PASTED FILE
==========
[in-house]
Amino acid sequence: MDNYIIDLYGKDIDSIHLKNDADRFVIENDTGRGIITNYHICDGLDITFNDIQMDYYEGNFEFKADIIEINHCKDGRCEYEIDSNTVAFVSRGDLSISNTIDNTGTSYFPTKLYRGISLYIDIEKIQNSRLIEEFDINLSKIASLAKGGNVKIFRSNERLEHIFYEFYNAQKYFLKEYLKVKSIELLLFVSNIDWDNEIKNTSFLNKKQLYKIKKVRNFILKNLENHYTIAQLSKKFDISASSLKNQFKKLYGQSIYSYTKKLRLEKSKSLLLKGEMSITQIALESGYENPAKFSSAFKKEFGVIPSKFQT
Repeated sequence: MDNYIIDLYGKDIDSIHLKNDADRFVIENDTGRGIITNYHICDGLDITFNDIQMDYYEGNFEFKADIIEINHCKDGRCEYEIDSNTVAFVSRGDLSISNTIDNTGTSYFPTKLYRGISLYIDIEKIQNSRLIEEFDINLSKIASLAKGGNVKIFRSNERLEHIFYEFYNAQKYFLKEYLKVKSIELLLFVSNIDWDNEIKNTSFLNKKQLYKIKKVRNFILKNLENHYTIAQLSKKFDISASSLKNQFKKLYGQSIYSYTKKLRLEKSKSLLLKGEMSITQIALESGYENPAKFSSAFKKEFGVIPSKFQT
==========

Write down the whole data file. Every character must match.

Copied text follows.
[in-house]
Amino acid sequence: MDNYIIDLYGKDIDSIHLKNDADRFVIENDTGRGIITNYHICDGLDITFNDIQMDYYEGNFEFKADIIEINHCKDGRCEYEIDSNTVAFVSRGDLSISNTIDNTGTSYFPTKLYRGISLYIDIEKIQNSRLIEEFDINLSKIASLAKGGNVKIFRSNERLEHIFYEFYNAQKYFLKEYLKVKSIELLLFVSNIDWDNEIKNTSFLNKKQLYKIKKVRNFILKNLENHYTIAQLSKKFDISASSLKNQFKKLYGQSIYSYTKKLRLEKSKSLLLKGEMSITQIALESGYENPAKFSSAFKKEFGVIPSKFQT
Repeated sequence: MDNYIIDLYGKDIDSIHLKNDADRFVIENDTGRGIITNYHICDGLDITFNDIQMDYYEGNFEFKADIIEINHCKDGRCEYEIDSNTVAFVSRGDLSISNTIDNTGTSYFPTKLYRGISLYIDIEKIQNSRLIEEFDINLSKIASLAKGGNVKIFRSNERLEHIFYEFYNAQKYFLKEYLKVKSIELLLFVSNIDWDNEIKNTSFLNKKQLYKIKKVRNFILKNLENHYTIAQLSKKFDISASSLKNQFKKLYGQSIYSYTKKLRLEKSKSLLLKGEMSITQIALESGYENPAKFSSAFKKEFGVIPSKFQT